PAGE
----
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Thread: Need Info

  1. #1
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    Need Info

    Have a gun that i would like some info on. It"s a 22 rifle on the barrel it reads as follows Lake Field Mossberg MARK I SINGLE SHOT 22 CAL S.L. LR. MADE BY LAKEFIELD ARMS LTD. Think the serial# is 400. Curious as to why a bolt action rifle has a manually pulled firing pin assembly

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    My old Savage/Stevens is the same. Call it a safety feature, you can load and it's still safe till you manually cock it. It also made the firing mechanism easier and cheaper to make.


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  3. #3
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    Quote Originally Posted by Old Grump
    Call it a safety feature, you can load and it's still safe till you manually cock it.
    "Safer" than fully cocked, I'd think.

    The gun can still go off if it happens to fall on the cocking knob.
    "Tactical" is a mindset, not an equipment list.

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    The .22 I got when I was 14 had that same cocking feature.
    Single shot, needed to be cocked by pulling out the center knob until it locked.
    My folks got it from JC Penney (or Sears) 50 yrs ago, and I still have it.
    Even though it wasn't drop safe, back then we didn't drop our rifles, and I never shot my sister either.

  5. #5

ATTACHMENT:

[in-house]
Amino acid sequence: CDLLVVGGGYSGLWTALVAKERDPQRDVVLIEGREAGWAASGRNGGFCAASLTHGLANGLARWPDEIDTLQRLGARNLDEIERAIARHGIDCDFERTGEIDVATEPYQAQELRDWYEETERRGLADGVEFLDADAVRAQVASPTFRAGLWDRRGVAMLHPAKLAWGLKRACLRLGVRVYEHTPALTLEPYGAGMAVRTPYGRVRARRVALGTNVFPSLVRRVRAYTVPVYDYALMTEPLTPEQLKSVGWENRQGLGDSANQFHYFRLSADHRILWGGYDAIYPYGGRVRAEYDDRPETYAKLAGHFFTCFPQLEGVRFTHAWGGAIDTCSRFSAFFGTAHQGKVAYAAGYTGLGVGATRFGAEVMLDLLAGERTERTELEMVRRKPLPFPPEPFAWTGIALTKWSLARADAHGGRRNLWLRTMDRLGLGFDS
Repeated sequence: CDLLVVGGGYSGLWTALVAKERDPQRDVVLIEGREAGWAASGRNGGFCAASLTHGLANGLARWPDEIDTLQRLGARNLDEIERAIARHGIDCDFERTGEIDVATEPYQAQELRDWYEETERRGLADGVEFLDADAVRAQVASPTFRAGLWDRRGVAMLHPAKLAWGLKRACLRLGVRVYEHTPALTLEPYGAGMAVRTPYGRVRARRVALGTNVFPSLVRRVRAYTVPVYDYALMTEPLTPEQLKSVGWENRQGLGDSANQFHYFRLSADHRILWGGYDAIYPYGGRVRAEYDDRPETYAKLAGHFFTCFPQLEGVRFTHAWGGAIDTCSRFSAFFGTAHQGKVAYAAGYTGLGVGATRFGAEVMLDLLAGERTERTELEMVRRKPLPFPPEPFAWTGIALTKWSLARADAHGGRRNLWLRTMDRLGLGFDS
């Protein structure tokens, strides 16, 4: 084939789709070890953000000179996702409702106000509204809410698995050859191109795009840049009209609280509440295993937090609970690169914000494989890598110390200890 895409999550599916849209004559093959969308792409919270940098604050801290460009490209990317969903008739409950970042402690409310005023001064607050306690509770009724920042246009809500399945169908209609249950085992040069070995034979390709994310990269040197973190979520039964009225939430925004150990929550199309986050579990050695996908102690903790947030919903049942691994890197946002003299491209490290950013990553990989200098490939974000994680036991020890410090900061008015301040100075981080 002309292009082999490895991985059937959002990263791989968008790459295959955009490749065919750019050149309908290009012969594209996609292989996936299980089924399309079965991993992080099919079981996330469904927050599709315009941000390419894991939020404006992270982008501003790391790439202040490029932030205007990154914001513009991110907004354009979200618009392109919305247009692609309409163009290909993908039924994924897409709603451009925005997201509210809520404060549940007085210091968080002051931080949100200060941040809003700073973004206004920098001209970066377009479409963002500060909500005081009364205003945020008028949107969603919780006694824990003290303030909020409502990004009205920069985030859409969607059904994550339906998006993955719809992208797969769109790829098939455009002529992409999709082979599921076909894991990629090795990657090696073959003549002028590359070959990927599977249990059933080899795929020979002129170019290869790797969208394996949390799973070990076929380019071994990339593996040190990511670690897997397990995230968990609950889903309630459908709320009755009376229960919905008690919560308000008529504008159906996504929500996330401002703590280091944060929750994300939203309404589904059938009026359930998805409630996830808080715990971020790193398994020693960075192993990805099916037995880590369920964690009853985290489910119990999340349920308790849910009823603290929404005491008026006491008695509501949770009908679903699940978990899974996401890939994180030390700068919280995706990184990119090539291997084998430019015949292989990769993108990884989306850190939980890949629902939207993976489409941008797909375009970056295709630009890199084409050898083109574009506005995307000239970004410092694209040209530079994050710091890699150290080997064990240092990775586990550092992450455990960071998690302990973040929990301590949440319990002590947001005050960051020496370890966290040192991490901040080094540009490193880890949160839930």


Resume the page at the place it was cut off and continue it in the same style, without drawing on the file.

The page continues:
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    "Safer" than fully cocked, I'd think.

    The gun can still go off if it happens to fall on the cocking knob.
    Well it's had from 1964 to now for that to happen and it hasn't yet. I doubt there is enough energy in a drop for that to happen it would have to be deliberately pounded and considering the location of the knob that wouldn't be easy. I suppose a complete moron with a hammer could make it so but I think anybody willing to do that will have already figured out some other way to take himself out of the gene pool.
    1934 National Firearms Act, 1968 The Gun Control Act, 1986 Firearms Owners Protection Act, 1993 Brady Handguns Violence Act, 1994 Assault Weapons Ban, 1995 Gun Free School Zones Act, NO MORE COMPROMISING

  6. #6
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    A lot of youth models had that as a safety feature. I believe the modern Crickett guns for youths still operate that way:

    http://www.crickett.com/

    Note cocking knobs in the photo beneath the big Keystone" logo on the left.

    Many military rifles had a cocking knob to allow the soldier to recock without opening the bolt to re-strike a bad primer, viz:

    http://www.nationalmatcharmory.com/RIA326017-A.JPG

    While the Springfield action was borrowed from the Mauser action (which did not have a cocking knob) prevailing military wisdom in the US was to add it to the design for the Springfield, as well as a magazine cutoff.

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  7. #7
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    Lake Field was taken over by Savage in 1994 ( Thanks to Canada's gun laws.) Most single shot youth rifles have a separate cocking devise. That is so a separate action must be taken to arm and fire the weapon. It is a standard safety feature. I grew up with a Stevens/Savage 15A. The way that little sucker was designed it would take a sledge hammer to fire it accidentally, unless the stock was removed there was no way it could drop on the cocking knob.

  8. #8
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    My first .22 (IIRC 1964) was a Springfield 120A (made by Savage) identical to the gun in the photo. Manual cocking was considered a safety feature. Loaded uncocked for singleshot bolt action rifle was supposed to be safer than loaded, cocked, safety on as with most boltaction rifles.
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